on 2007-11-03 00:17 (UTC)
Posted by [identity profile] zxhrue.livejournal.com

gah. brain all melty from jet-lag (just back from the otherside). this _very_ resonant. will let subconciousness chew on it during the next sleep period and then comment again.

on 2007-11-03 03:22 (UTC)
Posted by [identity profile] dr-brat.livejournal.com
Part of the thing that strikes me is the need to be familiar with a wide range of cultural concepts and artifacts. I'm reading a very fine history of Poland "in the short 20th century" (Andrzej Paczkowski The Spring Will Be Ours) translated from the Polish. At some point it mentions Arthur Miller's play The Witches of Salem. Ummmmm. I'm pretty sure they mean The Crucible and the translator just doesn't know American literature enough to realize that the title was adjusted in translation for Polish audiences. The irony is that she adjusted the title of Paczkowski's book for American audiences. The literal translation from the Polish would be "A Half Century of Polish History."

And yet, since I'm reading it in English even though there has been a Polish language edition on my shelf for about five years now, it's rather brazen of me to comment on the translation at all.

on 2007-11-03 03:27 (UTC)
Posted by [identity profile] dr-brat.livejournal.com
i still avoid movies of books i like a great deal because i am too afraid they'll spoil my memories.

Everyone tells me that the movie version of The Lord of the Rings is wonderful, but I just can't bring myself to see it.

on 2007-11-03 08:08 (UTC)
Posted by [identity profile] daev.livejournal.com
A few years ago I joined a LiveJournal community called [livejournal.com profile] linguaphiles, which is a very busy mix of language student discussions, linguistics, and How-Do-You-Say requests. After a few too many inquiries looking for "translations" of American English trendy catchphrases or gussied-up fantasy novel incantations, I decided that the only useful way to answer a translation request is to answer the question "How would a native of the community that uses this language react verbally if they were in the same situation, trying to convey the same intent?" Unfortunately, this does leaves you at a loss when someone asks "What are the Ancient Latin, Sumerian, Hawaiian, and Heiroglyphic Luwian for 'Thank you for shopping at Wal-Mart, have a nice day'?"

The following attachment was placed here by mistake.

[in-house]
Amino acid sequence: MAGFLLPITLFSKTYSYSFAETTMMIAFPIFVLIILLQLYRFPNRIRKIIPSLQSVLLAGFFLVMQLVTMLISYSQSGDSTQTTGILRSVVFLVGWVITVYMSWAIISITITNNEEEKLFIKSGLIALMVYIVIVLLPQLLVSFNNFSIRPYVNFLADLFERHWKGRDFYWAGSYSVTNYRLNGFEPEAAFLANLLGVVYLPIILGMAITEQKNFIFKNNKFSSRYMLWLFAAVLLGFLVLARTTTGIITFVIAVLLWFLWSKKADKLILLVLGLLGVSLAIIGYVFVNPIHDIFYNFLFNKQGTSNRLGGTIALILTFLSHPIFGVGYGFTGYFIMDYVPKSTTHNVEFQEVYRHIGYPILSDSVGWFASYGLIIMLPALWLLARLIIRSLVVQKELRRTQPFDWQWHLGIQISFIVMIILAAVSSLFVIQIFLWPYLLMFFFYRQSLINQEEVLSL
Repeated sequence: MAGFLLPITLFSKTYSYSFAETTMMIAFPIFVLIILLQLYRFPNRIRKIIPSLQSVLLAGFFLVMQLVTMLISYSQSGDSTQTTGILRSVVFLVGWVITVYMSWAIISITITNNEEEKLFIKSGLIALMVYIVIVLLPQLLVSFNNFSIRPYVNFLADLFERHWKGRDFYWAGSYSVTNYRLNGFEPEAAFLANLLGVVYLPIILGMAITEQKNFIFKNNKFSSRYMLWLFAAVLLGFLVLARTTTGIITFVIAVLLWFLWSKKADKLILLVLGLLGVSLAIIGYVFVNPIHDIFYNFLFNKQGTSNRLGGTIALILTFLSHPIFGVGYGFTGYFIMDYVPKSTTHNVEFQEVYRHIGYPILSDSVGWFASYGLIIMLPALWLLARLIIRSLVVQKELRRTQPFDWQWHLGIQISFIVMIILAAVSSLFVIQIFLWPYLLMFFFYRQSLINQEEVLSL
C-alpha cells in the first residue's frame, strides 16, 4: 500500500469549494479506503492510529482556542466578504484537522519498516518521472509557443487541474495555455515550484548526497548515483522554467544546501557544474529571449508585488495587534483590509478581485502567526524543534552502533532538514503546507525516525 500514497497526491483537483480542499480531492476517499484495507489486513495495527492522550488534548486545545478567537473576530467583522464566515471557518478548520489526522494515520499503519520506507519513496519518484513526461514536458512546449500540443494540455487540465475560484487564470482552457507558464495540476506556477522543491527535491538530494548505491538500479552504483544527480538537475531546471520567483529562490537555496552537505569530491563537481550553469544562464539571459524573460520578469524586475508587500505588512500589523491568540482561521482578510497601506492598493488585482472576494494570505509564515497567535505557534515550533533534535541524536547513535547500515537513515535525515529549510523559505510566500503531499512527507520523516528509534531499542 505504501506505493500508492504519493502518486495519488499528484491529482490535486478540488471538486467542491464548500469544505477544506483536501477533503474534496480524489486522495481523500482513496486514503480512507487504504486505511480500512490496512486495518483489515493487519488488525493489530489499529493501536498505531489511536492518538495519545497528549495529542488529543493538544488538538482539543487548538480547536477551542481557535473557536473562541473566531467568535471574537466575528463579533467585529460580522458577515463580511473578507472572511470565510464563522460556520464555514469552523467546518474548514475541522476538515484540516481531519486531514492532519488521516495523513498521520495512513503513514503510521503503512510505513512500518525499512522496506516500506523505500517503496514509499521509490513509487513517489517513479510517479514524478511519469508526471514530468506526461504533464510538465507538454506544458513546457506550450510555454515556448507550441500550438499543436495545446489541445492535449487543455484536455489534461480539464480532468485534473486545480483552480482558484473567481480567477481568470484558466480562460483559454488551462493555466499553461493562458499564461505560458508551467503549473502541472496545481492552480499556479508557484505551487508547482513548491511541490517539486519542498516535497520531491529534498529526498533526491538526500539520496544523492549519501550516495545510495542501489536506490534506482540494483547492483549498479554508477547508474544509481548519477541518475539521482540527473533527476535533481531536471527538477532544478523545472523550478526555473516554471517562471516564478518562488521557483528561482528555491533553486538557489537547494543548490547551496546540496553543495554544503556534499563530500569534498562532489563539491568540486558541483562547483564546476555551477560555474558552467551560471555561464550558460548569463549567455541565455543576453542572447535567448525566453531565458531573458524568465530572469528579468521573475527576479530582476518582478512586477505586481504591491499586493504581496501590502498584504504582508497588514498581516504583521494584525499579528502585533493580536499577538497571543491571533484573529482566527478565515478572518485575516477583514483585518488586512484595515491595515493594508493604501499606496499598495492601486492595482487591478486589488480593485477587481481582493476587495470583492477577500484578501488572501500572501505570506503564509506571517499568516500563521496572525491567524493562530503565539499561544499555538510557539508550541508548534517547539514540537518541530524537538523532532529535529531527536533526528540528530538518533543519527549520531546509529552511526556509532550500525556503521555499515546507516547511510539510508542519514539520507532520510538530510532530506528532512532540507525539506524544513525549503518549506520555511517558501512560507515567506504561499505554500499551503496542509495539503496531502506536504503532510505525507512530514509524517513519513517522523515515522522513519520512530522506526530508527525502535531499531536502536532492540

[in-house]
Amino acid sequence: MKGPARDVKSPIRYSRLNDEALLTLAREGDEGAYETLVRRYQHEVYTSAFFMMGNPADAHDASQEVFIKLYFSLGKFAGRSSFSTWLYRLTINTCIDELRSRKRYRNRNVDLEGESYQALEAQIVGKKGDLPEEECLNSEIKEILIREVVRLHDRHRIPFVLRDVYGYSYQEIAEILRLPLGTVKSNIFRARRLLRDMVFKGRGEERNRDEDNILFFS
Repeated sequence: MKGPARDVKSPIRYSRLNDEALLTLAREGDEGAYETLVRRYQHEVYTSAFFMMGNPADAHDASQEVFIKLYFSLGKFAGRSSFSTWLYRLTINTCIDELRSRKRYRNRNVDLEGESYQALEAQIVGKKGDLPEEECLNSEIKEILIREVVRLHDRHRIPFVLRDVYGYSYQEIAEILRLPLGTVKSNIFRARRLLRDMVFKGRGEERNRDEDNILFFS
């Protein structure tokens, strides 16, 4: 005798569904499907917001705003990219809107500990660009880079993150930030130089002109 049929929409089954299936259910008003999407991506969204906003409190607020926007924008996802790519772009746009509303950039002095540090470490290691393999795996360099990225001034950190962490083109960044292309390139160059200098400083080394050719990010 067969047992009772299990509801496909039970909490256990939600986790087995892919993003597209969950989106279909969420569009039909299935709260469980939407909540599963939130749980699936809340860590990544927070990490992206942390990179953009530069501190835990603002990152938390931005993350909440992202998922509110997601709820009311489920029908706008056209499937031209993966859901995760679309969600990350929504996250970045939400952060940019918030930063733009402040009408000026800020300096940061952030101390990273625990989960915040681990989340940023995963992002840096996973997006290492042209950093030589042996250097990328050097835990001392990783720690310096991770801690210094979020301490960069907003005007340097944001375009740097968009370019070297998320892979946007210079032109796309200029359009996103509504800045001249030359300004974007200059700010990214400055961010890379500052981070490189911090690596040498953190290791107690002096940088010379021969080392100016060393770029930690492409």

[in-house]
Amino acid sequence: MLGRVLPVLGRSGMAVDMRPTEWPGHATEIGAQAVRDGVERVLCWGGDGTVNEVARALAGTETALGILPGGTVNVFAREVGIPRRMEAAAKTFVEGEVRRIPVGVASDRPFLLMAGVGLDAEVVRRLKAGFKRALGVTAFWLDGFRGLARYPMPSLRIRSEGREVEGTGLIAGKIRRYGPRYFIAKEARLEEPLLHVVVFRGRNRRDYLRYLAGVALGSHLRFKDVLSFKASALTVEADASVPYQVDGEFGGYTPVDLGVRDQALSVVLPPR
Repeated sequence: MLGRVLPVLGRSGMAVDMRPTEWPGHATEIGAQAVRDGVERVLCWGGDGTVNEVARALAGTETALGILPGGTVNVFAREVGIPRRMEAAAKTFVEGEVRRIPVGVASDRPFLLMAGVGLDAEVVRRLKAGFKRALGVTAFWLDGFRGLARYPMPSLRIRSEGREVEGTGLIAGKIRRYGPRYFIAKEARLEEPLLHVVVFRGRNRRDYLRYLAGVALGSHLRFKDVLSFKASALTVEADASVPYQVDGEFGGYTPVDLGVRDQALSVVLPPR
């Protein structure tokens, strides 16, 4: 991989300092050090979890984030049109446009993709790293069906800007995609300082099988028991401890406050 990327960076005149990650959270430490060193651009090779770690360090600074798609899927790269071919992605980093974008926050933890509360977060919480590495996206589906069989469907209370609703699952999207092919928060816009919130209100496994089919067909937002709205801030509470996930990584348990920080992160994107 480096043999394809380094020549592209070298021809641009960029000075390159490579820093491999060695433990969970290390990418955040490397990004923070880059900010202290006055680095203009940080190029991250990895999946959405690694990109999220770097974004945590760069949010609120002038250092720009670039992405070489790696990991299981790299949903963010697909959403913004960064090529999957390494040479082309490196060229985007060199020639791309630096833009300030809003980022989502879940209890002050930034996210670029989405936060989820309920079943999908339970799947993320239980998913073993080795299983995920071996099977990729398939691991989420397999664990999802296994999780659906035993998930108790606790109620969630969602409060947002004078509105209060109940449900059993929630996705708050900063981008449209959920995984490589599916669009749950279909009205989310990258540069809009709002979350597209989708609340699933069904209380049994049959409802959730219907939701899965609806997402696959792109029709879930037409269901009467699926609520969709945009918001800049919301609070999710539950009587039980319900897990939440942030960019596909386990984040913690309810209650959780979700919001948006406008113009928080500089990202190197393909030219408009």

on 2007-11-04 16:23 (UTC)
Posted by [identity profile] amagranz.livejournal.com
...and if you want to translate the deep context, you don't even have to go to ancient latin, or talk about walmart -- how would you translate "have a nice day" into any language other than american english and retain the full set of cultural meanings it conveys? to wish someone a nice day in paris means something different than wishing them a nice day in urbana. could you really translate the american "have a nice day" to somebody who didn't already have a feeling for what it means without a paragraph of footnotes?

on 2007-11-03 09:07 (UTC)
Posted by [identity profile] lizw.livejournal.com
therefore one translation will not serve for all three purposes

Yes, I've long advocated the use of different Bible translations for public worship and private study, for this reason. It's surprising how many people want there to be a single translation that is The Best for everything.

on 2007-11-03 12:48 (UTC)
Posted by [identity profile] papersky.livejournal.com
Well maybe with someone's central religious text they need a pile of translations, but if I'm going to read a novel from another language I'm not about to spend three times in money and time what I would on an English novel to get all the resonances.

on 2007-11-03 13:45 (UTC)
Posted by [identity profile] dr-brat.livejournal.com
But if you were studying the novel rather than reading it for fun, you might. if I'm looking at how Maryse Conde uses allusion to The Scarlet Letter to build her story in Moi, Tituba, one translation (especially the one that exists) might not do it.

on 2007-11-07 02:56 (UTC)
Posted by [identity profile] beckyzoole.livejournal.com
a work written in 1850 in canada is embedded in a different culture than a work written in 2007 in canada

Oh yes!

The first time I read The Silmarillion, I recall saying that I wish it were available in a modern translation.